Consequently, this perspective brings about two interesting problems that deserve further attention. One aspect is that formal governance remains tied to the system’s performance, intended use, and functionality. The European Coordination Committee of the Radiological, Electromedical and Healthcare IT Industry does recognise this, claiming that international standards need to consider lifecycle changes to software as medical device on the ground, and subsequently inform and update the MDR (p.11-13). The problems of technical documentation tied to the lack of standarisation still exist and the AI Act does not include the requirement to verify the system supporting clinical outcomes including patient-centred care. Second, the AI Act’s progressive outlook on transparency in Articles 13-14 stagnates concerning the contribution covering only the algorithms’ functional revelations of foreseeable risks, leaving out the subject’s perception of the nature of risk undermining shared decision-making in a healthcare setting.  This further reinforces gaps in the MDR to verify software as medical device via the levels of explanations for meaningful clinical outcomes.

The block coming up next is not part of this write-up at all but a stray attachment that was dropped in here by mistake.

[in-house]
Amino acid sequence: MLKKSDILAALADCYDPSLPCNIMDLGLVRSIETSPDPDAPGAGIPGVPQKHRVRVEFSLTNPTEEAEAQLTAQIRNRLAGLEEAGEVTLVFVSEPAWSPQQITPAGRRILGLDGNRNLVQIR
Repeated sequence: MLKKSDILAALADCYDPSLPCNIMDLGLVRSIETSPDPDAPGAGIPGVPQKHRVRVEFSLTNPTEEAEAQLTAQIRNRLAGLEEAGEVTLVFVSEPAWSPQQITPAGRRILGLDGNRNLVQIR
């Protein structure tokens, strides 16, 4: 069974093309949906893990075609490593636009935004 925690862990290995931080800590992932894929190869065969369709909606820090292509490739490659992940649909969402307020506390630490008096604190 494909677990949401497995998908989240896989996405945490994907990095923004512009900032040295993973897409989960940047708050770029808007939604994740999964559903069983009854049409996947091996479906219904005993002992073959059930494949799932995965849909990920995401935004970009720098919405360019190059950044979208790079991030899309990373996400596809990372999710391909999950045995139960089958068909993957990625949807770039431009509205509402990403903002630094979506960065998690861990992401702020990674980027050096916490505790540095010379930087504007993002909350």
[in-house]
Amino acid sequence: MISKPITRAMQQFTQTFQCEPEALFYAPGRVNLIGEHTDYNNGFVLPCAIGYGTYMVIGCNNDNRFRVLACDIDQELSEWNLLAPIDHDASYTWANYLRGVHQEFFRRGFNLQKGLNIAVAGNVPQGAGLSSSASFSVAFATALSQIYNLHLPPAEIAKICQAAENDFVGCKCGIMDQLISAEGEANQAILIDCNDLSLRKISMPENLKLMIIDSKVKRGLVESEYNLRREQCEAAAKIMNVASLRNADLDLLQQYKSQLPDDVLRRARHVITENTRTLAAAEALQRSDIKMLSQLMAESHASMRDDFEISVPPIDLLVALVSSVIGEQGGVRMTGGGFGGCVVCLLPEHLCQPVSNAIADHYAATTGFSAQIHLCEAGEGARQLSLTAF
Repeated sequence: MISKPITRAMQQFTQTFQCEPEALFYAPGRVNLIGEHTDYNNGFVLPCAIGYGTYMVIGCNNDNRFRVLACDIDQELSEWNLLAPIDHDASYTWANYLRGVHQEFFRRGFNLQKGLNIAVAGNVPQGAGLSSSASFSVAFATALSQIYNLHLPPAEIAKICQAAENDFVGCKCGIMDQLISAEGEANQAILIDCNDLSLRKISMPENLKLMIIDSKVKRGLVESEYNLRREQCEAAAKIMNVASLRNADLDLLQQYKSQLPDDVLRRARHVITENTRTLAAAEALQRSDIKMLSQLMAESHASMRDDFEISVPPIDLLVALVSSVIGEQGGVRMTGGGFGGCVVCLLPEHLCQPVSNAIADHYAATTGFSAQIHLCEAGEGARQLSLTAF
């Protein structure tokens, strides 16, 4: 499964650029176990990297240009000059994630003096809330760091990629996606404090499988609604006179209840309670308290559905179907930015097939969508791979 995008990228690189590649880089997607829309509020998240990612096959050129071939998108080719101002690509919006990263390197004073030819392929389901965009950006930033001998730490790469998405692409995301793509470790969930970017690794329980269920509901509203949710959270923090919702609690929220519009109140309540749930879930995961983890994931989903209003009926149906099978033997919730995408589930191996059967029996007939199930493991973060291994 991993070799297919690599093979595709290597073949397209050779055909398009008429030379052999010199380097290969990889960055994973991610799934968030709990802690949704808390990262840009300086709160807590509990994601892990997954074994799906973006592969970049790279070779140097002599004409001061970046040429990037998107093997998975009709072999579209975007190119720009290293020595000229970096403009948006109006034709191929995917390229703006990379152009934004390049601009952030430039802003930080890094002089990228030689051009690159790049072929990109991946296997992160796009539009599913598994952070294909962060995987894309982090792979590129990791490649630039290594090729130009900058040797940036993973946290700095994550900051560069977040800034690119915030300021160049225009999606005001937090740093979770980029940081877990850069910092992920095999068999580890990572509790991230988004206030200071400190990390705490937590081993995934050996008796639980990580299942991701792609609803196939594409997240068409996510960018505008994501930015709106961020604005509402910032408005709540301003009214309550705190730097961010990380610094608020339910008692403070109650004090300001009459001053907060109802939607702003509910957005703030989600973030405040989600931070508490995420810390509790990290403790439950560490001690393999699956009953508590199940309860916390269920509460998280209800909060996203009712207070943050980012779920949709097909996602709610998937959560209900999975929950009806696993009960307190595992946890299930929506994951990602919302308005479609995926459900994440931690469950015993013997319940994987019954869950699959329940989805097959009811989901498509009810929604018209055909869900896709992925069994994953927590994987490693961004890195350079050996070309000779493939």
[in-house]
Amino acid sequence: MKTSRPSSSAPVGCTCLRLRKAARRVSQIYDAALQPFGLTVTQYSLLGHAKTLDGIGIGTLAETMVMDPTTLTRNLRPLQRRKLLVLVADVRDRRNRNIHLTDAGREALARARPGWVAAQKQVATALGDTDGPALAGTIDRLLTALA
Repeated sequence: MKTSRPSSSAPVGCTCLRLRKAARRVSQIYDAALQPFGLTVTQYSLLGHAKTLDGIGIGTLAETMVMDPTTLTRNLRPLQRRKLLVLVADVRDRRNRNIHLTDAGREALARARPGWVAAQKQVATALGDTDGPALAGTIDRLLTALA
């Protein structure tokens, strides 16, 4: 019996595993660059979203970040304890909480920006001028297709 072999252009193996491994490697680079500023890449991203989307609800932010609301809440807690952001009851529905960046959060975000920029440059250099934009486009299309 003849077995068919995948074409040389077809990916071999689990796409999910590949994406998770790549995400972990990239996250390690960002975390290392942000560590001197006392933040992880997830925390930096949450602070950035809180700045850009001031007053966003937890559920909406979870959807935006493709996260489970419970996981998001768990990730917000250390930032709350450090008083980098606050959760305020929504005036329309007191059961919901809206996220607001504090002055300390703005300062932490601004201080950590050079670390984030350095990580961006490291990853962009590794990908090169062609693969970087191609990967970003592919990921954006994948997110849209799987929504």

Therefore, the considerations about AI technologies’ inherent, as well as distinct risks for fundamental rights and safety are transferred to the umbrella of the system’s innovative approach to outperform human judgement. Most requirements in the AI Act, including the ‘appropriate type and degree of transparency’, as well as the identification of technical safeguards for oversight (Article 13 (1); Article 14 (3) (a)) are left to the manufacturer. There is no appropriate involvement of the user, and the subject impacted by these novel technologies. Follow-up measures, such as post-market surveillance under both the AI Act and the MDR (Articles 61 and 89 respectively), will fulfil the function of monitoring life-cycle changes in product development, but do not provide the necessary confidence to develop safe and trustworthy systems considering EU values.

Value-alignment is key for legal certainty